Cloud-powered communication systems are helping to alleviate the burden of collecting patient information and speeding up communication between healthcare professionals.
Communication in hospitals can be a matter of life and death, yet many hospitals still use paper forms and outdated technologies to gather data and connect healthcare professionals. A new class of mobile technologies coupled with networked communication platforms are helping to reverse this trend by breaking down the silos that exist within the healthcare system, ensuring the free flow of patient records, diagnoses and other vital information between relevant members of staff.
This trend of Cloud-Powered Medical Records looks at new tools that help collect patient data and making it available to relevant medical professionals as they collaborate assisting patients. This trend is part of the 13 trends featured in PSFK Labs’ Future of Health report; we’ve described some interesting examples from the trend below.
A startup from Menlo Park, CA called Tonic Health has developed a medical data collection platform that enables healthcare providers to make their own custom questionnaires, screeners, surveys and intake forms, easily deploying them on iPads. Patients can pick up an iPad to fill out any form needed. Once a form is completed, all of their digital information is sent securely to an existing Electronic Health Record (EHR) database. Switching from paper forms to an iPad interface can reduce question duplication, ensure higher response rates, collect more accurate data, reduce data input errors and create a more enjoyable intake process for patients all around. The platform is currently being implemented across University of California’s medical centers. Tonic found that 96% of patients prefer using tablet questionnaires over pen-and-paper, resulting in a 100% higher completion rate of forms and questionnaires, especially for follow up surveys that are completed after a visit. The system also decreases data error by 50%, making health decisions significantly more accurate and improving patient care across the enterprise.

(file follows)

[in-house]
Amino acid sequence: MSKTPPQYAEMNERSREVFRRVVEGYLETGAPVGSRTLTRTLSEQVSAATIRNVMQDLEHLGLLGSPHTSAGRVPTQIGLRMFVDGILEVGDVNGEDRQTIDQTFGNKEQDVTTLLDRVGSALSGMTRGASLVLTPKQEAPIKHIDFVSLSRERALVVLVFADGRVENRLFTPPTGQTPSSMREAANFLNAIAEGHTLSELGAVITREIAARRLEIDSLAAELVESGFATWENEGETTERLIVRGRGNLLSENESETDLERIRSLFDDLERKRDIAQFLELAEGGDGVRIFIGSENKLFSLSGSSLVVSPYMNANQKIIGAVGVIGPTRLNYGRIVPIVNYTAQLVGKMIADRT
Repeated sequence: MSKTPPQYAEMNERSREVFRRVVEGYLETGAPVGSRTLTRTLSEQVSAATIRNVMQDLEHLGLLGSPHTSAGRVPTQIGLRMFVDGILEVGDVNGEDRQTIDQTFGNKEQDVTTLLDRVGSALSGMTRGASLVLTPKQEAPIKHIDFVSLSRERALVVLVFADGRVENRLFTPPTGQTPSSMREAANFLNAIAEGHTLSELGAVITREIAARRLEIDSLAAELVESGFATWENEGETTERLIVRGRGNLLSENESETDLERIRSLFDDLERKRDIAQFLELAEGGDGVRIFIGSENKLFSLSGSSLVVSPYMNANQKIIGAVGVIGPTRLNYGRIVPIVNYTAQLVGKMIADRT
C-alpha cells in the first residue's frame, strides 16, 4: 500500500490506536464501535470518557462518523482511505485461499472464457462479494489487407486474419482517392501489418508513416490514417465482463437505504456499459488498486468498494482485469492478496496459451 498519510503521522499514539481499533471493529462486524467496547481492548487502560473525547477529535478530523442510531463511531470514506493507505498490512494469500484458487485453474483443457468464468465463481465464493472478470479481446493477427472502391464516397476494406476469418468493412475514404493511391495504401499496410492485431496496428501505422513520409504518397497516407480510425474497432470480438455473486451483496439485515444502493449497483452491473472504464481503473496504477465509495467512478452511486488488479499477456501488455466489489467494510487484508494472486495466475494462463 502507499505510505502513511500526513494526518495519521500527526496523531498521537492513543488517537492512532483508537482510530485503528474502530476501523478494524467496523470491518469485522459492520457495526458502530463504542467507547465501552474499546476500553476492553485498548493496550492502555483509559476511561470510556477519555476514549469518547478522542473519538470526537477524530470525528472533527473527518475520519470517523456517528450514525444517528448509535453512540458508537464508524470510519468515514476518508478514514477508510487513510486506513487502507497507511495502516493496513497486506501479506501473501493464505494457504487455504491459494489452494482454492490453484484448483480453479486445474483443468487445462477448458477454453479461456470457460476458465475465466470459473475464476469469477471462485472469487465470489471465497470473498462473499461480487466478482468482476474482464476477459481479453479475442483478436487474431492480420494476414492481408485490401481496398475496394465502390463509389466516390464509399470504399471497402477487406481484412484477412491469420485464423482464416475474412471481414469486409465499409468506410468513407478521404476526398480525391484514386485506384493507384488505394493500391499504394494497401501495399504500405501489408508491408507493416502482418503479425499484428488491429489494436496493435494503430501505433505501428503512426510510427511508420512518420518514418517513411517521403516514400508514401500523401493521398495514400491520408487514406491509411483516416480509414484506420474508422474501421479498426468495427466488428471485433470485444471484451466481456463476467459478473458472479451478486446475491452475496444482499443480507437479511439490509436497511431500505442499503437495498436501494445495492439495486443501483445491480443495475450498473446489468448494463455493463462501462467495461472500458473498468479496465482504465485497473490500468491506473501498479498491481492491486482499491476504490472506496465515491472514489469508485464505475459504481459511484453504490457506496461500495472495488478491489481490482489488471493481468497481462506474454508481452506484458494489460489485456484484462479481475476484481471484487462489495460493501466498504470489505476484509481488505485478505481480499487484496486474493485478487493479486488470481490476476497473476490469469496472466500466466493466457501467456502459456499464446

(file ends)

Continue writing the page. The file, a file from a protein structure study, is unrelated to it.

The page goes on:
US-based digital healthcare company Medlio has created a mobile app and cloud-based insurance care management system that allows patients to oversee all of their care and easily share medical records with healthcare providers. After downloading the application patients can upload their insurance information and be able to review the benefits that they are eligible for, find a provider, explore the costs per treatment before a visit and check in to a specific providers office. Using the application as a central source of information, patients can receive and send medical records to their chosen healthcare providers with the touch of a button. When a patient’s care history or general information changes, updates are pushed out to all of their care providers. Additionally, patients can easily pay with HSA credit cards for treatment received using their phone.
Drchrono is an electronic health record app that employs Apple software features to easily and safely share medical documents between doctors and patients. Using Drchrono, doctors can share medical records or educational materials with each other or share materials with patients ahead of an appointment. Apple users can share files with fellow users over Wi-Fi or Bluetooth. Doctors can quickly share test results, such as an X-ray or an EKG, with the tap of a button while respecting HIPAA (Health Insurance Portability and Accountability Act) regulations on patient privacy. Patients are not required to download the Drchrono app to view the information. Removing barriers around the free flow of information allows patients to be more aware of their health and are easily able to get second opinions without additional steps.
With the help of our partner Boehringer Ingelheim, PSFK Labs has released the latest Future of Health Report, which highlights the four major themes and 13 emerging trends shaping the evolving global landscape of healthcare. To see more insights and thoughts on the Future of Health visit the PSFK page.
Contributed by: Wesley Robison